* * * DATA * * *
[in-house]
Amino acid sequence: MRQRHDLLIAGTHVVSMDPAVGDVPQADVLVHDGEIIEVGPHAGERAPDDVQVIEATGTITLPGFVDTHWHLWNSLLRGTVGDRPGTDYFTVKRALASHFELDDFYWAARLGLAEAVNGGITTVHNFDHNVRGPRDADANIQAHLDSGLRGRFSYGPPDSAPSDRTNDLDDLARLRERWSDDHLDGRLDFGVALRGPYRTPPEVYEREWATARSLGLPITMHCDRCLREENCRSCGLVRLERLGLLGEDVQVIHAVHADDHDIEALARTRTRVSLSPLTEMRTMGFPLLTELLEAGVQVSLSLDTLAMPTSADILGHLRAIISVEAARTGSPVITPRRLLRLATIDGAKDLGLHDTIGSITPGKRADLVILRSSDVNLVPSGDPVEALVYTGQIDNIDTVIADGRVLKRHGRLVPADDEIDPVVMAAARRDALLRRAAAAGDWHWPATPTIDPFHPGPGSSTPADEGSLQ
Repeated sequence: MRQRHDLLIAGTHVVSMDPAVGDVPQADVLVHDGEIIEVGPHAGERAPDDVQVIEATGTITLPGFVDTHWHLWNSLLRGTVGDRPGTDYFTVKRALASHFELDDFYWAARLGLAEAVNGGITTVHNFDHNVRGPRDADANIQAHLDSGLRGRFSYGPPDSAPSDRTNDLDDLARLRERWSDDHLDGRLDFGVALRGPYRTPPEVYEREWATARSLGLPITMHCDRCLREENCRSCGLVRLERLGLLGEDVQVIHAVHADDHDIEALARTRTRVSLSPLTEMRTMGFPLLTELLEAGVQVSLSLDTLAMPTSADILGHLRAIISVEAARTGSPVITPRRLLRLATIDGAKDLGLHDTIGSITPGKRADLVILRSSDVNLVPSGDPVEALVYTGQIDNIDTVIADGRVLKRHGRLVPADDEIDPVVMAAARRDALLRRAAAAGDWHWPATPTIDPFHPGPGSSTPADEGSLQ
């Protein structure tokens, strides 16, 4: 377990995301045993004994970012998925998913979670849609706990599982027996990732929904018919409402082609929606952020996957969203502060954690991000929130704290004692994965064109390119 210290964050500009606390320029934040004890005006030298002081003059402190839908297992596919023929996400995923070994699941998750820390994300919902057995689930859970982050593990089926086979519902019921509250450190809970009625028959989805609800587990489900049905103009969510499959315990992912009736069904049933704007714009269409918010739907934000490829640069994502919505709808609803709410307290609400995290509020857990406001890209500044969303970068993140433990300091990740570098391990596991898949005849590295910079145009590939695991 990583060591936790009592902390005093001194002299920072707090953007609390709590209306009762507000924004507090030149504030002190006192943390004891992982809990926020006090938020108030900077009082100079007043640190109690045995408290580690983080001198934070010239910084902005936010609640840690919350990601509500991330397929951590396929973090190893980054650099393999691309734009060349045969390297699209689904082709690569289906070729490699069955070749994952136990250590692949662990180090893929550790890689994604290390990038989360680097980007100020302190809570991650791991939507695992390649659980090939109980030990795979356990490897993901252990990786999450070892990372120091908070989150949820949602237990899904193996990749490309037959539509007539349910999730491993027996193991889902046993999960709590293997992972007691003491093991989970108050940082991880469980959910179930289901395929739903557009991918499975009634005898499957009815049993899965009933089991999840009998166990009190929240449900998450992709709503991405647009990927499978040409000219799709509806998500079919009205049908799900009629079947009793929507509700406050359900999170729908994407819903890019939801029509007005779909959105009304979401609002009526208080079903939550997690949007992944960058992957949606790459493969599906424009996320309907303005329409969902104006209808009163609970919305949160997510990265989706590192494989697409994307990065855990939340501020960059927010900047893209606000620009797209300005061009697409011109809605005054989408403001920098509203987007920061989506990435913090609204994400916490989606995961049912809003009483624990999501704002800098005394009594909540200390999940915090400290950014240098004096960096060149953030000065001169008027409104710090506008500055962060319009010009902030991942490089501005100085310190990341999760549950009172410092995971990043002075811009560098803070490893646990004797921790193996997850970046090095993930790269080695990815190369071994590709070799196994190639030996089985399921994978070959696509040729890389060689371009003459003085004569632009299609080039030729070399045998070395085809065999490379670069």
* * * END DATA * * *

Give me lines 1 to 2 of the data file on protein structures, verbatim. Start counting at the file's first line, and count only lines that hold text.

[in-house]
Amino acid sequence: MRQRHDLLIAGTHVVSMDPAVGDVPQADVLVHDGEIIEVGPHAGERAPDDVQVIEATGTITLPGFVDTHWHLWNSLLRGTVGDRPGTDYFTVKRALASHFELDDFYWAARLGLAEAVNGGITTVHNFDHNVRGPRDADANIQAHLDSGLRGRFSYGPPDSAPSDRTNDLDDLARLRERWSDDHLDGRLDFGVALRGPYRTPPEVYEREWATARSLGLPITMHCDRCLREENCRSCGLVRLERLGLLGEDVQVIHAVHADDHDIEALARTRTRVSLSPLTEMRTMGFPLLTELLEAGVQVSLSLDTLAMPTSADILGHLRAIISVEAARTGSPVITPRRLLRLATIDGAKDLGLHDTIGSITPGKRADLVILRSSDVNLVPSGDPVEALVYTGQIDNIDTVIADGRVLKRHGRLVPADDEIDPVVMAAARRDALLRRAAAAGDWHWPATPTIDPFHPGPGSSTPADEGSLQ